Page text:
The more you can be self-sufficient in your gardening endeavours, the more sustainable your efforts can be. So let’s take a moment to look at some of the ways you can boost self-sufficiency in your garden:
- Make your own compost.
- Harvest rainwater and manage water effectively.
- Fertilise your garden organically and for free, with natural mulches.
- And with liquid feeds.
- Make your own biochar to add fertility to your growing areas.
- Create leaf mould from autumn leaves.
- Use household waste to start seeds and for containers and cloches.
- Or use a soil blocker to avoid the need for plugs or small containers at all.
- Upcycle old items to use as planters and containers.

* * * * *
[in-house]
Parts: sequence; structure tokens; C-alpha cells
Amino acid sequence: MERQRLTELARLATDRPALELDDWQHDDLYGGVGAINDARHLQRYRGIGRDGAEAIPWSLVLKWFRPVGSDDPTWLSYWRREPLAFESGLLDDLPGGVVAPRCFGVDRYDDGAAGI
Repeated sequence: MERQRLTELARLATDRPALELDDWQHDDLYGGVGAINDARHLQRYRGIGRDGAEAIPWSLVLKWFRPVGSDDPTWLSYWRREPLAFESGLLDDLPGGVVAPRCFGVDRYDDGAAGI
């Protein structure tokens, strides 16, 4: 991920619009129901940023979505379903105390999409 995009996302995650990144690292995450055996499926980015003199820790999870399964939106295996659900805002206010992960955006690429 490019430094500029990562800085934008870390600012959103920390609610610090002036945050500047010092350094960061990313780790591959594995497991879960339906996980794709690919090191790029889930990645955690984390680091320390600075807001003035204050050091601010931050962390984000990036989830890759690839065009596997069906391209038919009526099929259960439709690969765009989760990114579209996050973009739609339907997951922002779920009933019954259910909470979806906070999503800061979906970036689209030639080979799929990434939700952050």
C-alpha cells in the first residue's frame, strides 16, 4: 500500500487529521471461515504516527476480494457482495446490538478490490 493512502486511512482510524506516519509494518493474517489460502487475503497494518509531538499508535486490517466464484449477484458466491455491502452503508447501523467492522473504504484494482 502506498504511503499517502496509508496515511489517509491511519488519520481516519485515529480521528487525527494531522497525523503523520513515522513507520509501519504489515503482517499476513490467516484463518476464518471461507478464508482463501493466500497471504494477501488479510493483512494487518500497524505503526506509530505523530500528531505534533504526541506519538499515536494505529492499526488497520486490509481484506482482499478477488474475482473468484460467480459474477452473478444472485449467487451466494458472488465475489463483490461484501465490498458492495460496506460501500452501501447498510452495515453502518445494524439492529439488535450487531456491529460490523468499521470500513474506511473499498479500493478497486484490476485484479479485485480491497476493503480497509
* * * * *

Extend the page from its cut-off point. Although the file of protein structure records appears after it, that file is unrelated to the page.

- And/or use natural or reclaimed materials for bed edging/ raised beds.
Think about including plenty of perennial plants in your garden, in polycultures with annual crops, or in forest gardens or other perennial growing systems. Perennials will require less input from you, and will thrive in your garden year after year.
Finally, boost biodiversity – so you have a vibrant ecosystem that can be more self sustaining as well as providing for your needs and wants. This is, perhaps, the most important way to boost self-sufficiency. The more species of plants and animals there are in your garden, the more beneficial interactions there will be. And the more beneficial connects are forged, the more stable and resilient an ecosystem will be.